This Week in History

April 13

1902: James Cash Penney (JCPenney) opened his first store, called “The Golden Rule,” in Kemmerer, Wyo.
1943: The Jefferson Memorial was dedicated in Washington, D.C., on the 200th anniversary of Thomas Jefferson’s birth.
1953: CIA director Allen Dulles launched the top-secret brainwashing program MKULTRA.
1970: Apollo 13, four-fifths of the way to the moon, was crippled when a liquid oxygen tank exploded. The astronauts were able to return safely.
1976: The U.S. Treasury Department reintroduced the $2 bill as a Federal Reserve Note on Thomas Jefferson’s 233rd birthday as part of the United States Bicentennial celebration.
2009: Andrew Hussie publishes the first page of the web comic Home stuck.

April 14

1860: The first Pony Express rider reached Sacramento, California.
1865: Abraham Lincoln, America’s 16th president,  was assassinated by famous actor John Wilkes Booth at Ford’s Theater in Washington, D.C. He died at 7 a.m. on April 15.
1894: The first ever commercial motion picture house opened in New York City using 10 Kinetoscopes, a device for peep-show viewing of films.
1912: The ocean liner Titanic struck an iceberg at 11:40 p.m. and sank at 2:20 a.m. on April 15, on its maiden voyage from England to New York. A total of 1,514 people died, while 710 survived.
1935: The “Black Sunday Storm,” the worst dust storm of the U.S. Dust Bowl, struck Oklahoma and Texas. It inflicted immense economic and agricultural damage and caused hundreds of thousands of people to relocate, most to California.
1956: Videotape was first demonstrated in Chicago.
1969: At the U.S. Academy Awards, there was a tie for the Academy Award for Best Actress between Katharine Hepburn and Barbra Streisand.
1999: A severe hailstorm struck Sydney, Australia, causing $2.3 billion in insured damages, the most costly natural disaster in Australian history.
2003: The Human Genome Project is completed with 99% of the human genome sequenced to an accuracy of 99.99%

April 15

1755: Samuel Johnson’s A Dictionary of the English Language was published in London.
1892: The General Electric Company was formed in East Newark, New Jersey.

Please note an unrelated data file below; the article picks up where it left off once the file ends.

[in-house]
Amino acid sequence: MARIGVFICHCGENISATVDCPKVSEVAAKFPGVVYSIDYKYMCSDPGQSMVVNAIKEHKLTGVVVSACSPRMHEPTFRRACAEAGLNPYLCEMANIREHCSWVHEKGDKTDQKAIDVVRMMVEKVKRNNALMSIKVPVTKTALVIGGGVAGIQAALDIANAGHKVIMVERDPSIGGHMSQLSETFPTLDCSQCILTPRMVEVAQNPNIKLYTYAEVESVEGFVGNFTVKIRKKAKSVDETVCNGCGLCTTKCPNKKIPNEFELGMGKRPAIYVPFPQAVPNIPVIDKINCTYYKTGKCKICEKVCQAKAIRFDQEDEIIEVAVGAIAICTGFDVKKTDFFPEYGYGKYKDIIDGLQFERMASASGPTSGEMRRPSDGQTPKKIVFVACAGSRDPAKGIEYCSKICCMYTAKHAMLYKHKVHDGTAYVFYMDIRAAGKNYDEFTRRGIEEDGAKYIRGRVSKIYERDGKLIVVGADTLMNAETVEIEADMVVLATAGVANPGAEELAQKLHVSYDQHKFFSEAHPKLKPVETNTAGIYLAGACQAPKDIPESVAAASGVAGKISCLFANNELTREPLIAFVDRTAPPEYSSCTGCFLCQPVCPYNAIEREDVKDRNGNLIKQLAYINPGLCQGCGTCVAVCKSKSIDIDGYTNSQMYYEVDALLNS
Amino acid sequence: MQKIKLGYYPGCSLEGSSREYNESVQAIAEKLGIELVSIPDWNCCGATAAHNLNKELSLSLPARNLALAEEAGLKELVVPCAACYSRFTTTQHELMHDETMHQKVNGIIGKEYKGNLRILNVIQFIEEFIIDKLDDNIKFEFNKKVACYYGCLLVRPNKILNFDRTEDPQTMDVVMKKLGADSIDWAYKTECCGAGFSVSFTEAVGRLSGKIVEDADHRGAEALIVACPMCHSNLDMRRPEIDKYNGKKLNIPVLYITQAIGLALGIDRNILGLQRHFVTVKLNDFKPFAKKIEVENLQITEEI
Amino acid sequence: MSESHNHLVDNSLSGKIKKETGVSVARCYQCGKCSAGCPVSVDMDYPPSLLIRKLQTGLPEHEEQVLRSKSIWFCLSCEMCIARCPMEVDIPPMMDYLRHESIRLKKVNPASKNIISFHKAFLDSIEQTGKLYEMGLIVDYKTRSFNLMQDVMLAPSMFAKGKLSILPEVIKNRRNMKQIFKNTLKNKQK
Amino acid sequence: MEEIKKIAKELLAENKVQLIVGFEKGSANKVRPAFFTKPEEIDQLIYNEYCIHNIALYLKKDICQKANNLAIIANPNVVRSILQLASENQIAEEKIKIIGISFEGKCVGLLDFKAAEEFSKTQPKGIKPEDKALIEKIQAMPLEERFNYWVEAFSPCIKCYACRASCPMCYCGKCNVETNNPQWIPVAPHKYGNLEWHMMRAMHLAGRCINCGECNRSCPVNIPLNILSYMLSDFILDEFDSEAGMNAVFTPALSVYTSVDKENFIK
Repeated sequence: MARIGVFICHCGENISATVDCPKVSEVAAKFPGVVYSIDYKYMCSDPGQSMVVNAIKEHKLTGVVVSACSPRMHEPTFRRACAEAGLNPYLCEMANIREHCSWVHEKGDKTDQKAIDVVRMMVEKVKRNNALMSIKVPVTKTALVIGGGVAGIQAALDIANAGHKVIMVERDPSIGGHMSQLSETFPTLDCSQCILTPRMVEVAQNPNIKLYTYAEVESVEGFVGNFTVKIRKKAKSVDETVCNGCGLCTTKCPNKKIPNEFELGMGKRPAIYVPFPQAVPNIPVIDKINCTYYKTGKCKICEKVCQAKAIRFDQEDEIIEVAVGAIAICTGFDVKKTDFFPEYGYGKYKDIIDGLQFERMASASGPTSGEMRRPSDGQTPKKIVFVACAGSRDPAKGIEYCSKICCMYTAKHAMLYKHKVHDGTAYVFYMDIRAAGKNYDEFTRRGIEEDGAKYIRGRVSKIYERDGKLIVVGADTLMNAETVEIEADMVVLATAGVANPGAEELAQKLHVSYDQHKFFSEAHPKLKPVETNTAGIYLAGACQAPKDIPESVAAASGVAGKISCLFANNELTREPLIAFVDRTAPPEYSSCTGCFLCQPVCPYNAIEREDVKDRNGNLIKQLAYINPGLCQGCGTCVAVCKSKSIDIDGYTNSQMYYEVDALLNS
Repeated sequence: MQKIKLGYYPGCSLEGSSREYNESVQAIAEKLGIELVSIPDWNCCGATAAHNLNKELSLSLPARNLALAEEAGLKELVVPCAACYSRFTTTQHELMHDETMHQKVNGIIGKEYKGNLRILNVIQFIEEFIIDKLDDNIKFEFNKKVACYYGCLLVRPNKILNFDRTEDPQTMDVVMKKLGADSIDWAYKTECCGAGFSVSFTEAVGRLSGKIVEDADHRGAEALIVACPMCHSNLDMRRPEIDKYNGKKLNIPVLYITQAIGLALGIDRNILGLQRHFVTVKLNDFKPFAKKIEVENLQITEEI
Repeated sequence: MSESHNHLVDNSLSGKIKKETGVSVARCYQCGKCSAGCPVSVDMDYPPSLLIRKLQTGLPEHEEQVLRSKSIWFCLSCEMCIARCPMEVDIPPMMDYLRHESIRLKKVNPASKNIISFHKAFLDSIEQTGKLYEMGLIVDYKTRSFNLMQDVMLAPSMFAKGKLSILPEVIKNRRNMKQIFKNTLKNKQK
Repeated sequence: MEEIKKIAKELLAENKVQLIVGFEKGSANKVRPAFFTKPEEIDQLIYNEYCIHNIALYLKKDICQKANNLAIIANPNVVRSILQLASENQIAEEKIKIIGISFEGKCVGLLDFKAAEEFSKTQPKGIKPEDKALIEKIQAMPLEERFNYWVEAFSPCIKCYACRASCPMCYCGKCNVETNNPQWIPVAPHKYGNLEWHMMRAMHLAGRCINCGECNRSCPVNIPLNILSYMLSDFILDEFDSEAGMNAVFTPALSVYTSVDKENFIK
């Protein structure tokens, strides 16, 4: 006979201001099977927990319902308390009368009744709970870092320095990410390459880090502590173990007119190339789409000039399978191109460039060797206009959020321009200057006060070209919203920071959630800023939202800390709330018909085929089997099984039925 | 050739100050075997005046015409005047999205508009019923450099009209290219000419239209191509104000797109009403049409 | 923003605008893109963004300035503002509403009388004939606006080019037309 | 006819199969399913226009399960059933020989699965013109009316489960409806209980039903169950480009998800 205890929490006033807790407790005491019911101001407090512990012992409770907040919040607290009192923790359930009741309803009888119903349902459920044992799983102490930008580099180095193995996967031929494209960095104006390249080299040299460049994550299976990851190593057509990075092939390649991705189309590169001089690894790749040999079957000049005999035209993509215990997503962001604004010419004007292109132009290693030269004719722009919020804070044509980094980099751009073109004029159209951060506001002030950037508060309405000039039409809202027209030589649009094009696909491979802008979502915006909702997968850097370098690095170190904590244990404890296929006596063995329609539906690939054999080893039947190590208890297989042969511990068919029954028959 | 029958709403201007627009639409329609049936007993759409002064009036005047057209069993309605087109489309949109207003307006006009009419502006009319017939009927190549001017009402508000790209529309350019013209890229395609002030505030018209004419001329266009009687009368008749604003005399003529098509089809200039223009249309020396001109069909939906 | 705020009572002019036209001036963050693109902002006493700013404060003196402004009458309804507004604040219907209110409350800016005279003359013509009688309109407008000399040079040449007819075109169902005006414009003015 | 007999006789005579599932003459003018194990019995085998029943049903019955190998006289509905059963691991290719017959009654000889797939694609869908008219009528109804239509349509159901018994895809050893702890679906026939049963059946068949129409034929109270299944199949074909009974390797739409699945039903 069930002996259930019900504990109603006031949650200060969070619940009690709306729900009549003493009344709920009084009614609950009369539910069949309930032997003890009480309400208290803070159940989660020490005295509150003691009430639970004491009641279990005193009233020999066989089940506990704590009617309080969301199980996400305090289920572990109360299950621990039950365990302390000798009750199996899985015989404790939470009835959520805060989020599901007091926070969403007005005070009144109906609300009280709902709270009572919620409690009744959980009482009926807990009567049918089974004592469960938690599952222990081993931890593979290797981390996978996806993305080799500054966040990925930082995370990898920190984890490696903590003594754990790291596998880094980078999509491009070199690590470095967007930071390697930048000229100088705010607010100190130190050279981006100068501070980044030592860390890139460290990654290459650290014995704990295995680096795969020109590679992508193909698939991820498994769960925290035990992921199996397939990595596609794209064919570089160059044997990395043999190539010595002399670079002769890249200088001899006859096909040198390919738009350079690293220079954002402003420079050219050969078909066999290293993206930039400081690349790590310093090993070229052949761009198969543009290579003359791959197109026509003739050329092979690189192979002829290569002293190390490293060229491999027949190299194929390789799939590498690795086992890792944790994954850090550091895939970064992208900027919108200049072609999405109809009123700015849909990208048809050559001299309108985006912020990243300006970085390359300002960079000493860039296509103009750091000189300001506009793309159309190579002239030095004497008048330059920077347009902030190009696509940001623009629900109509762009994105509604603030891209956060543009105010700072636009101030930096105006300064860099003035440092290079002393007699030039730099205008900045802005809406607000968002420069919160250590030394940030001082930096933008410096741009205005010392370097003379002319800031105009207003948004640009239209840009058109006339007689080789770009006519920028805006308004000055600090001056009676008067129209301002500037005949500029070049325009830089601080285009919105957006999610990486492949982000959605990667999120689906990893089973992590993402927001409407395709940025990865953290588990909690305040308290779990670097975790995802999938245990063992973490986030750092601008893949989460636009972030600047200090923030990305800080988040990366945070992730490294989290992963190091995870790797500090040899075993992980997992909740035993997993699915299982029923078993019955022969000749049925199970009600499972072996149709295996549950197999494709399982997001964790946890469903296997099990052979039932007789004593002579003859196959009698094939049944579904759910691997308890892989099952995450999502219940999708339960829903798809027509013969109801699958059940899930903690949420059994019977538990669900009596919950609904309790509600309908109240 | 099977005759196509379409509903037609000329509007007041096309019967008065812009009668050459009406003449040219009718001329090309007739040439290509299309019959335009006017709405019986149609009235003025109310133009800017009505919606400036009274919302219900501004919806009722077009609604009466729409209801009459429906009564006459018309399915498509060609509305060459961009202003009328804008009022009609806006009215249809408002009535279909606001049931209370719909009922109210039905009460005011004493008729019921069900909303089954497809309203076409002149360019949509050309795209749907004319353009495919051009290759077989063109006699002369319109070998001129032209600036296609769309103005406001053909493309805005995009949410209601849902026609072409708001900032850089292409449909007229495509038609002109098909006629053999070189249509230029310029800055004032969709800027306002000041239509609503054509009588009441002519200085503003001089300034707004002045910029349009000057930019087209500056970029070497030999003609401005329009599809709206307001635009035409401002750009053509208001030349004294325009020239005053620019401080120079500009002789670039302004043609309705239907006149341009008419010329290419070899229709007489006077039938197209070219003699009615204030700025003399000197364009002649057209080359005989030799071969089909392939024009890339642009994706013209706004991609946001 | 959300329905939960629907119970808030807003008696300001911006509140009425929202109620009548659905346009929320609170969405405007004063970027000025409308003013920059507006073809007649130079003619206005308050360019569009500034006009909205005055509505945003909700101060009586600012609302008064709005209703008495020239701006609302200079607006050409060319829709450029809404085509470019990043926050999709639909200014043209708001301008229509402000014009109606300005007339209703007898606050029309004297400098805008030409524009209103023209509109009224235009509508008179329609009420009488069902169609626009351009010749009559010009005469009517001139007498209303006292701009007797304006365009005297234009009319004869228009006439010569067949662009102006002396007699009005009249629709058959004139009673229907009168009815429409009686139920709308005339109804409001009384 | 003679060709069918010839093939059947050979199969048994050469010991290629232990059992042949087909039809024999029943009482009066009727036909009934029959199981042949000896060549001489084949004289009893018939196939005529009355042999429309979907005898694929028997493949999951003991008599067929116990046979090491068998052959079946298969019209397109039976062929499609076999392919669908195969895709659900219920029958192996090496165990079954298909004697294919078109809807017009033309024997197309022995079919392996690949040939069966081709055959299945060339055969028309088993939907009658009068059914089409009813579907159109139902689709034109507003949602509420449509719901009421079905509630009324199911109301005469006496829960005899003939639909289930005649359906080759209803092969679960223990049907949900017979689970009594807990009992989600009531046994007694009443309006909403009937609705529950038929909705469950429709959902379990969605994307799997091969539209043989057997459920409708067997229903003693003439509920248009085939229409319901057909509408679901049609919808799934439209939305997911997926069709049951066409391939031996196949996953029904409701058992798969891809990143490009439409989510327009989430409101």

1927: The Great Mississippi Flood of 1927, the most destructive river flood in U.S. history, began.
1955: McDonald’s first franchised restaurant was opened by Ray Kroc in Des Plaines, Ill.
1965: The first Ford Mustang rolled off the showroom floor, two days before it was set to go on sale nationwide.

April 16

1941: Bob Feller of the Cleveland Indians threw the only opening day no-hitter in Major League Baseball history, beating the Chicago White Sox 1-0.
1947: Bernard Baruch coined the term “Cold War” to describe the relationship between the United States and the Soviet Union.
1990: The “Doctor of Death” Jack Kevorkian (1928-2011) participated in his first assisted suicide.
2009: The Commission of Fine Arts met and recommended a new U.S. penny design on the back that showed 13 wheat sheaves bound together with a ring symbolizing American unity as one nation. (The design was later withdrawn because it was similar to coins issued in Germany in the 1920s.)


April 17

1949: Twenty-six of 32 Irish counties officially left the British Commonwealth and became the Republic of Ireland.
1961: A group of CIA-financed and trained Cuban exiles landed at the Bay of Pigs in Cuba with the aim of ousting Fidel Castro. The operation was a resounding failure that marred President John F. Kennedy’s legacy.
1964: The Ford Mustang was introduced to the North American market, dealing a mortal blow to the Ford Falcon line, which was finally discontinued in 1970.
1969: Sirhan Bishara Sirhan (born 1994) was convicted of assassinating Robert F. Kennedy (1925-1968).
1973: George Lucas (born 1944) began writing The Star Wars.
1986: The Three Hundred and Thirty Five Years’ War between the Netherlands and the Isles of Scilly ended.
2014: NASA’s Kepler space observatory confirms the discovery of the first Earth-size planet in the habitable zone of another star.

April 18

1912: The Cunard liner RMS Carpathia brought 705 survivors from the RMS Titanic to New York City.
1923: Yankee Stadium, “The House that Ruth Built,” opened.
1924: Simon & Schuster published the first crossword puzzle book.
1981: The Pawtucket Red Sox and Rochester Red Wings, two teams from the Triple-A International League, played the longest game in professional baseball history. It lasted for 33 innings, over eight hours and 25 minutes of playing time. Thirty-two innings were played April 18-19, 1981 at McCoy Stadium in Pawtucket, R.I., and the final 33rd inning was played June 23, 1981. Pawtucket won, 3-2.
1988: The United States launched Operation Praying Mantis against Iranian naval forces in the largest naval battle since World War II.

April 19

1997: The Red River overwhelmed the city of Grand Forks, N.D. Fire broke out and spread in downtown Grand Forks, but high water hampered efforts to reach the fire and 11 buildings were destroyed.
2005: Cardinal Joseph Ratzinger was elected the 265th Pope of the Roman Catholic Church following the death of Pope John Paul II. The new Pope took the regnal name Benedict XVI.